Russell Westbrook and James Harden united at the Houston Rockets in an attempt to finally win an NBA title. They came close when they were on the Oklahoma City Thunder, and the Golden State Warriors stood in Houston’s way for the last few years.
With the Warriors injured and scattered around the United States, the Rockets were one of several teams looking to seize the moment. Chris Paul and Harden had seen their relationship stretched. Daryl Morey loves star-hunting. Once Paul George had left for sunny Los Angeles to team up with Kawhi Leonard, a Westbrook trade was inevitable.
Paul’s contract was almost unmovable, as was Westbrook’s. The match made sense. Harden wanted Westbrook and he wasn’t too keen on Paul.
The injuries to Paul derailed playoff runs. Westbrook was averaging a triple-double year after year. The lure of a trade for Harden, Morey and the Rockets as a whole was understandable, though concerns about their fit were also inevitable. Westbrook’s shooting numbers have plummeted since his MVP form of a few years ago, and uniting two of the highest usage players in NBA history wasn’t going to be straight forward.
Westbrook’s decline has been stark. Since posting a 30.6 PER in 2016/17, Westbrook’s PER has dropped each season. The 30.6 mark was unlikely to be sustainable (it was the 16th greatest season in NBA history at the time), but the decline to 21.1 last season and well under 20 this campaign is alarming. Westbrook’s PER is around Spencer Dinwiddie and Jordan Clarkson in 2019/20. For reference, Paul is above 20 at the time of writing.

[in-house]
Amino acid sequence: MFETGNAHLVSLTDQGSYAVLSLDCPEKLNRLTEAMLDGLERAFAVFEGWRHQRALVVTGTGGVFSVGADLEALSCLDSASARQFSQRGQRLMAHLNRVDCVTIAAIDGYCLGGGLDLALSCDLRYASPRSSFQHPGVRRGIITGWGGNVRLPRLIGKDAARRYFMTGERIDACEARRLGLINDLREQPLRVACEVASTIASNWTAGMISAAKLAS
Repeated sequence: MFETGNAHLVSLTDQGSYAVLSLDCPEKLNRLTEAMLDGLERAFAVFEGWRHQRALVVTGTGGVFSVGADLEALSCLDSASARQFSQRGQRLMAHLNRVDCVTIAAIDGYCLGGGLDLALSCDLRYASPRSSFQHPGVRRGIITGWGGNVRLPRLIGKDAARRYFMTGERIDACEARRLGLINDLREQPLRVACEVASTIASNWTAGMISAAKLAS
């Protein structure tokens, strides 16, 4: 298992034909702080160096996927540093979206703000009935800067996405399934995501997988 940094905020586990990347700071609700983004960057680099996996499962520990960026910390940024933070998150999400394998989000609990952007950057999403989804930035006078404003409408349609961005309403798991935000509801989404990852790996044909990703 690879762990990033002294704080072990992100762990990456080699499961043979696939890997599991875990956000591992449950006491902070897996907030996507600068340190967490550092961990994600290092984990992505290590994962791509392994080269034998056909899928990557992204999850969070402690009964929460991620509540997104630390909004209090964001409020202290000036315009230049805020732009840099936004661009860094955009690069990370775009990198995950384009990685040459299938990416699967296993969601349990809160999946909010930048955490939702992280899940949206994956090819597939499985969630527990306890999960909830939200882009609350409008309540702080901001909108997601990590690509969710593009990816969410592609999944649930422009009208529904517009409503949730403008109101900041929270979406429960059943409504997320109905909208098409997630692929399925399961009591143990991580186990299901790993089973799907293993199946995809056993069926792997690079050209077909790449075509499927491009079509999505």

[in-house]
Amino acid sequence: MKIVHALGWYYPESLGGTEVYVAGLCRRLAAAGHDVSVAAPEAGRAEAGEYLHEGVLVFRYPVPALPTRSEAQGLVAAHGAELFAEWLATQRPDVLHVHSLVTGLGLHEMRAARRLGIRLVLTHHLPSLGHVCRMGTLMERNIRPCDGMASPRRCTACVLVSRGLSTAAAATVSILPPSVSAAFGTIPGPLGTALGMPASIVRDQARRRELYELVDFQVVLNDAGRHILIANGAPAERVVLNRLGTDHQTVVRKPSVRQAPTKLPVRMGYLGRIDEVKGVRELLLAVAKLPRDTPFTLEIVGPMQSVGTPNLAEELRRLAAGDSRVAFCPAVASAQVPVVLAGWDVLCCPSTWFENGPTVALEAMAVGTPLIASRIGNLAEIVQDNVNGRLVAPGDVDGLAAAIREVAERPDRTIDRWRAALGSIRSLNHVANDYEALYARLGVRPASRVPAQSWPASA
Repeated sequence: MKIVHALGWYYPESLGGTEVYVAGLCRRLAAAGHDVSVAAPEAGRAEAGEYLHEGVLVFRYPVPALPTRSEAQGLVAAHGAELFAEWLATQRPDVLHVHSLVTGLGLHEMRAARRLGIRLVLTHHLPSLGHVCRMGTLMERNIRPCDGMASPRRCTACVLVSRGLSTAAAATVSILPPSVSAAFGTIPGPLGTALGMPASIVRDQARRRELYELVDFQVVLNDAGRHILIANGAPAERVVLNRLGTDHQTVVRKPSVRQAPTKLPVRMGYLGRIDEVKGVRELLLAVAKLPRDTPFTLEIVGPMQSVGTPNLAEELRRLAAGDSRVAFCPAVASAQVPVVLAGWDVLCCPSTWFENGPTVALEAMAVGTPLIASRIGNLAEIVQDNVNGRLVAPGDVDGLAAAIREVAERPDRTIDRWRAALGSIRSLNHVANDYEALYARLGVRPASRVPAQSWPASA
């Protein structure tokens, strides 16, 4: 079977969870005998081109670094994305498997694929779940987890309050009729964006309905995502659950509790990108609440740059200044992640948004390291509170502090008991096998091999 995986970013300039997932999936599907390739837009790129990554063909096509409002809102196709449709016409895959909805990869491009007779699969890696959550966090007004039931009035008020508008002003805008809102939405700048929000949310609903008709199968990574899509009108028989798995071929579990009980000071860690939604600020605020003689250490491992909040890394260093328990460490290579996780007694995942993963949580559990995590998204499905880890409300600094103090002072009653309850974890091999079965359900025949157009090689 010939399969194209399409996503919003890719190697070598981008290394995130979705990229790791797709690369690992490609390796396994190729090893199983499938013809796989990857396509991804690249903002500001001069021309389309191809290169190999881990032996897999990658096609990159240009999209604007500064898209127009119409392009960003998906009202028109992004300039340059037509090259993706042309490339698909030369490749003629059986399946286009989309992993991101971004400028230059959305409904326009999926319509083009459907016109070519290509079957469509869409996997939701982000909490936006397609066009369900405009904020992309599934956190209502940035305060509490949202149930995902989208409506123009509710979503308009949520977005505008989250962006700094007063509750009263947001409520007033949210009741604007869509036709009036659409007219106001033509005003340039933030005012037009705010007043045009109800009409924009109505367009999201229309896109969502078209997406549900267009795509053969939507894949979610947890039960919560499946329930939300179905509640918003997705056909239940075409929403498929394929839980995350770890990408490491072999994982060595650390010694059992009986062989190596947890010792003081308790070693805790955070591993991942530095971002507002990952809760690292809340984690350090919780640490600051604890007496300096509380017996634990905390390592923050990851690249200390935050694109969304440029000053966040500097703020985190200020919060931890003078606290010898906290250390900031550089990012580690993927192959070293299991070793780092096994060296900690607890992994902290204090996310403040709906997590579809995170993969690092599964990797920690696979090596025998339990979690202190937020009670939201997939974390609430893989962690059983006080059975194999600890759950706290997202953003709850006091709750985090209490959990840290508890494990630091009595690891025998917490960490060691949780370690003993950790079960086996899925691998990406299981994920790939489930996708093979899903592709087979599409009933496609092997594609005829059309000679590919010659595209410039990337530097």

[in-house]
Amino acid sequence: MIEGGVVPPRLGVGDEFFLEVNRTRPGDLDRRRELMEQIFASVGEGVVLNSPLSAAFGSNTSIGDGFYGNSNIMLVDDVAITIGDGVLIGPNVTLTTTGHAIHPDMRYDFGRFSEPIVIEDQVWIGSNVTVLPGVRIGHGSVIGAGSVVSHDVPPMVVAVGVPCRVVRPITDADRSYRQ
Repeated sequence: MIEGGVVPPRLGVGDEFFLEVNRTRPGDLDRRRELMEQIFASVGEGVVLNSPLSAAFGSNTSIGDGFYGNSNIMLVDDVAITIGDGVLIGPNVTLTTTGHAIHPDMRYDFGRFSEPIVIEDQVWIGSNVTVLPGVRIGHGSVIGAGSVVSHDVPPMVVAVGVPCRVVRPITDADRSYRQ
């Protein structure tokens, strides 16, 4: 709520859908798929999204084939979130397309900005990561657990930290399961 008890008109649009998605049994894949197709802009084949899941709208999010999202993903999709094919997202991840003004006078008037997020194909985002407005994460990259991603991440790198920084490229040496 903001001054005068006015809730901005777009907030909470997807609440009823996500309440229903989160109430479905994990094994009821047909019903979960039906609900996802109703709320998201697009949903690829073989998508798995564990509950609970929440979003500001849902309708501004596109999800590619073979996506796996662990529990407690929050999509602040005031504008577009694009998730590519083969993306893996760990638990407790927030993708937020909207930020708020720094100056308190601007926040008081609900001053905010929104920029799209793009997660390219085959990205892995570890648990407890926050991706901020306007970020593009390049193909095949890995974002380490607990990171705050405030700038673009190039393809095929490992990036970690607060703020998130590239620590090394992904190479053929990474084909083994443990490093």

Paul’s durability is, of course, still a concern. He is unlikely to be forced to play deep into the postseason with the Thunder, and Westbrook has been available for most of the season so far. Workload is an issue in Houston, though, and not for the first time.
Only Kyle Lowry is playing more minutes per game than Harden, and Westbrook is around the 35 minute mark. Mike D’Antoni is renowned for his short rotations, but with Houston’s supposed title aspirations, the workload on Harden and Westbrook seems unnecessary. Paul’s injuries might have motivated them to move him and scuppered their chances in the past – the Rockets are risking a similar situation with Westbrook and Harden either through fatigue or injury.
Westbrook’s downturn, and continued shooting woes, leave this trade looking strange. His fit alongside Harden was never great compared to Paul. While Paul’s contract makes him overpaid and almost impossible to move, he’s a more productive player than Westbrook at the moment. The performances of the Thunder are a reminder of just how good a basketball player Chris Paul is. His game was always going to age more gracefully than Westbrook’s.
Houston’s effectiveness in the regular season isn’t in question. Home court advantage in the first round seems probable. The playoffs will be a challenge for this new duo. Paul might not have brought the Larry O’Brien trophy back for the Rockets, but he set the bar high for Westbrook’s time in Texas. Nothing from the Rockets so far suggests their title chances are better with Westbrook than they were with Paul.
If either of the veteran point guards is going to be an All-Star in 2020, it should be the one in a Thunder uniform.
Broken relationships might have forced this trade through. The Rockets probably don’t regret the move just yet, and maybe things with Paul really were beyond repair, but with how the two players are performing, one can’t help but wonder what people in the organisation are thinking as they reflect on that trade.